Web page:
Of Mice and Men (2015)
Directed by Iain Sinclair
Written by John Steinbeck
July 9, 2015 to August 8, 2015
WINNER 2015 Sydney Theatre Critics Award for Best Production, Best Direction and Best Stage Design.
In July, Sport For Jove presents Of Mice and Men, adapted by John Steinbeck from his extraordinary novel, it remains a stunning indictment, particularly in today’s era of economic, political and moral disillusionment, of how we treat our disenfranchised fringe dwellers, our migrant peoples and our most vulnerable. Set in the desperation of the Great Depression, Of Mice and Men is one of the world’s most compelling tales of friendship and survival. George and Lenny are displaced migrant workers who dream of one day settling down on their own piece of land. Their shared vision of a better future and the strength of their friendship carry them through the loneliness, oppression and uncertainty of one of the world’s most profound eras of disillusionment. Of Mice and Men teaches us the value of understanding and human kindness even under extreme circumstances.
Like most of us I first encountered John Steinbeck at school. In one year I was also introduced to George Orwell, Arthur Miller and J.D Salinger and it set me on a path.
Steinbeck’s tough and deeply humane tale hooked me hard when I was 14 even though I was probably too young to appreciate the central mechanism of the novel. I had very few plans, they weren’t best laid and none of them had gone awry. At the time I was compelled by the deep friendship of Lennie and George, two men almost randomly thrown together yet so bound to each other that the whole universe of the story is destroyed the moment they are pulled apart. I remember sitting on my own bunk bed after finishing the book and it was if I was holding something spent of its words, as if I could open it again and it would be just blank pages. As much as I was drawn by this extraordinary incongruous friendship I was also deeply moved by Steinbeck’s respectful and close portraiture of loneliness. I knew what loneliness was by then, sat on that bunk bed in a boarding school, my family in another country altogether I had just enough insight to appreciate Steinbeck’s lean eloquent and respectful genius.
Revisiting this dearly loved childhood text now I’m struck by its adultness. I see Steinbeck’s close simple observation open up universes of human need. It is true: The best laid plans of mice and men often go awry, as we get older we feel this in deeper and darker ways. We reach for our dreams in a way that exposes us to the cruelty of only realising them briefly. It’s a cruel story but it makes you cling ever more tightly to the consolation of your dreams.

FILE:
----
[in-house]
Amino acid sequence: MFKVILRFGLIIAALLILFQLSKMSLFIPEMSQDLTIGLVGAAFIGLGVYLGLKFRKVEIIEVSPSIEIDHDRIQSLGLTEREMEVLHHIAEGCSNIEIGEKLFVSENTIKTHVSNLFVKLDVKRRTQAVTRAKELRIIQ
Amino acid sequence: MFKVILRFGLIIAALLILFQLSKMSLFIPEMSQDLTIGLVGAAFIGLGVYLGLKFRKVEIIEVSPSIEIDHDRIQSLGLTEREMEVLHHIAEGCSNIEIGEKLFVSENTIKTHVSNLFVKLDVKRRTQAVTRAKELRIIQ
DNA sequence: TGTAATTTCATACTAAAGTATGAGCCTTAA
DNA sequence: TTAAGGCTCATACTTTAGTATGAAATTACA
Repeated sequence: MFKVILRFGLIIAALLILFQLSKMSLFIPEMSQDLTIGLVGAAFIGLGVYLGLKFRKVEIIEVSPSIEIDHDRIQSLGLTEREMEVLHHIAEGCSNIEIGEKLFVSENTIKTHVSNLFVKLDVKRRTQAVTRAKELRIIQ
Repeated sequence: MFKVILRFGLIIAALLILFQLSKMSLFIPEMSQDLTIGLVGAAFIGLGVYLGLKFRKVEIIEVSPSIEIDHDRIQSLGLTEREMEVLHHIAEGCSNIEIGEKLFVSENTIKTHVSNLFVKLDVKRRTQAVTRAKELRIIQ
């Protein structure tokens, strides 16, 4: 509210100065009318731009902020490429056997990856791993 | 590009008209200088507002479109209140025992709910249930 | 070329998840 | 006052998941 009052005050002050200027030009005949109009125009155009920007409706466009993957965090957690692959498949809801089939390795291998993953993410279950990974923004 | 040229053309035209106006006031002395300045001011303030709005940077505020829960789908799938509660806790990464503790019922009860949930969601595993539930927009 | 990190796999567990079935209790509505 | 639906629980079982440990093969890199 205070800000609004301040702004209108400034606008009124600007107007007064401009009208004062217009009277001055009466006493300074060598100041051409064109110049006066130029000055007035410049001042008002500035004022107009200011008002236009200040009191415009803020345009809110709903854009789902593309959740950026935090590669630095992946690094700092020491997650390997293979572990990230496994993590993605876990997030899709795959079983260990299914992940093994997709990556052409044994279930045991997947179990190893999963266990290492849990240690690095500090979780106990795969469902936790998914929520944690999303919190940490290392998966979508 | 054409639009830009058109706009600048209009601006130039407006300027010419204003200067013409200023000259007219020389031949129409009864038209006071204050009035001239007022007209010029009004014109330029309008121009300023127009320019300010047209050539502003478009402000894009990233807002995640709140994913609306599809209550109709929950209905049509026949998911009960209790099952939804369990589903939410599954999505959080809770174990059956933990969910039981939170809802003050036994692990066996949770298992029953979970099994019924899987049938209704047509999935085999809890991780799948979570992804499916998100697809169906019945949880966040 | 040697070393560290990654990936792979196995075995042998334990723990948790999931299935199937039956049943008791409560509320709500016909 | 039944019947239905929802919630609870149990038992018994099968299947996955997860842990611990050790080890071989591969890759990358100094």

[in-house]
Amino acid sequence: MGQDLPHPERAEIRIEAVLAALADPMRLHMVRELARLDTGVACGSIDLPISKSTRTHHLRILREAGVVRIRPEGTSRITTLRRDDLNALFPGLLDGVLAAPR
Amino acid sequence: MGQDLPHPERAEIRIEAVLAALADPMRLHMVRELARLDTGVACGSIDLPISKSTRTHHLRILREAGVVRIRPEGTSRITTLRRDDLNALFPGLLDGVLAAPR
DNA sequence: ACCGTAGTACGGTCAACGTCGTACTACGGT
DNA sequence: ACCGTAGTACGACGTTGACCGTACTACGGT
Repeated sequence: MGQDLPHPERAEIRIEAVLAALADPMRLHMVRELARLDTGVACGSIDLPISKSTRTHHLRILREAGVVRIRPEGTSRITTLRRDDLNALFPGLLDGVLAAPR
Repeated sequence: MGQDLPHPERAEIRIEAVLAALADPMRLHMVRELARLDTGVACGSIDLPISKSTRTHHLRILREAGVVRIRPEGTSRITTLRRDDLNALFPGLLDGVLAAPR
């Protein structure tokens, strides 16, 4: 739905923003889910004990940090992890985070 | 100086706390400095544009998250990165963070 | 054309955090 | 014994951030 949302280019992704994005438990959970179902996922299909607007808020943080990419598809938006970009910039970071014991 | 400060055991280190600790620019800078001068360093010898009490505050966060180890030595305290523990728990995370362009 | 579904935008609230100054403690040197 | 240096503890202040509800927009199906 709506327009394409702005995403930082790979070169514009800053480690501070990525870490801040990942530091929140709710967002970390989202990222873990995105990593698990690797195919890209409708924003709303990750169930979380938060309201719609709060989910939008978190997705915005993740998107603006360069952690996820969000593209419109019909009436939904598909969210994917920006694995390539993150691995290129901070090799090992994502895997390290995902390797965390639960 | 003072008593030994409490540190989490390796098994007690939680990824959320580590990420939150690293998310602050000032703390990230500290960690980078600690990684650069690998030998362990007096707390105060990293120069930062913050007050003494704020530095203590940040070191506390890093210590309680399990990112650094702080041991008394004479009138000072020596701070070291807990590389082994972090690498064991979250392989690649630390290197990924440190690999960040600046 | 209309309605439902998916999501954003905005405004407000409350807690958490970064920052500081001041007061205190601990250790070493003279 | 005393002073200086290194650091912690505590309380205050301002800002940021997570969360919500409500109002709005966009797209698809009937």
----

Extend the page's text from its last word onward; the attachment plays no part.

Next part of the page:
When Slim says to George that it seems to him “maybe everybody in the whole damn world is scared of each other” I wonder how far we have evolved from the depression, when economic hardship made us fearful and untrusting of migrants, of how ‘tightening our belts’ impacts those most exposed to hardship and how economic austerity pulls us away from kindness and toward something less admirable.
Again Slim has the words for it: “I’ve seen ‘em get mean”.
I have been overwhelmed by the generosity of spirit that Sport for Jove injects into theatre and humbled by the depth of investment the actors have have made in this production and I'm very fortunate to have revisited a work that put me on the path I find myself on still.
"Sport for Jove’s production ... is tight, elegant, mesmerising and atmospheric, richly evocative of the hardship of the era."
"This production, directed by Iain Sinclair, is a near flawless rendering of Steinbeck’s 78 year-old text. Beautifully realised by a brilliant design team (Michael Hankin is production designer, with Nate Edmondson on sound, and lights by Sian James-Holland ), the show feels rich with authenticity and provides our senses with a satisfying approximation of how Northern America must have been at the Great Depression."
"Iain Sinclair’s direction elevated this classic script to unusual heights, the use of naturally occurring sound in the background created atmosphere, and the audience’s commitment was palpable. I heard sighs and gasps at all the right times."
"Opening night's audience responded to the piece with its twists and mood and power with indrawn breaths and utterly solid applause for this version of Steinbeck's small modern tragedy."
"...the production keeps you gripped throughout. As it moves to its shattering conclusion you can feel people holding their breath. On the night I saw it there was a long silence at the end – a mark, I think, of how deeply affected people were."
Photography by Marnya Rothe
Andre de Vanny | Curley
Andrew Henry | Lennie
Anna Houston | Curley's Wife
Anthony Gooley | George
Charles Allen | Crooks
Christopher Stollery | Slim
John McNeill | Carlson
Laurence Coy | Candy
Terry Serio | The Boss
Tom Stokes | Whit
Blake Feltis | Assistant Stage Manager
Georgia Hopkins | Assistant Costume Designer
Iain Sinclair | Director
Jen Gardner | Assistant Director
Michael Hankin | Designer
Michelle McKenzie | Stage Manager
Nate Edmondson | Sound Designer
Rosalind Bunting | Scenic Artist
Scott Witt | Fight Choreography/Movement
Sian James-Holland | Lighting Designer
Terry Serio | Music Composition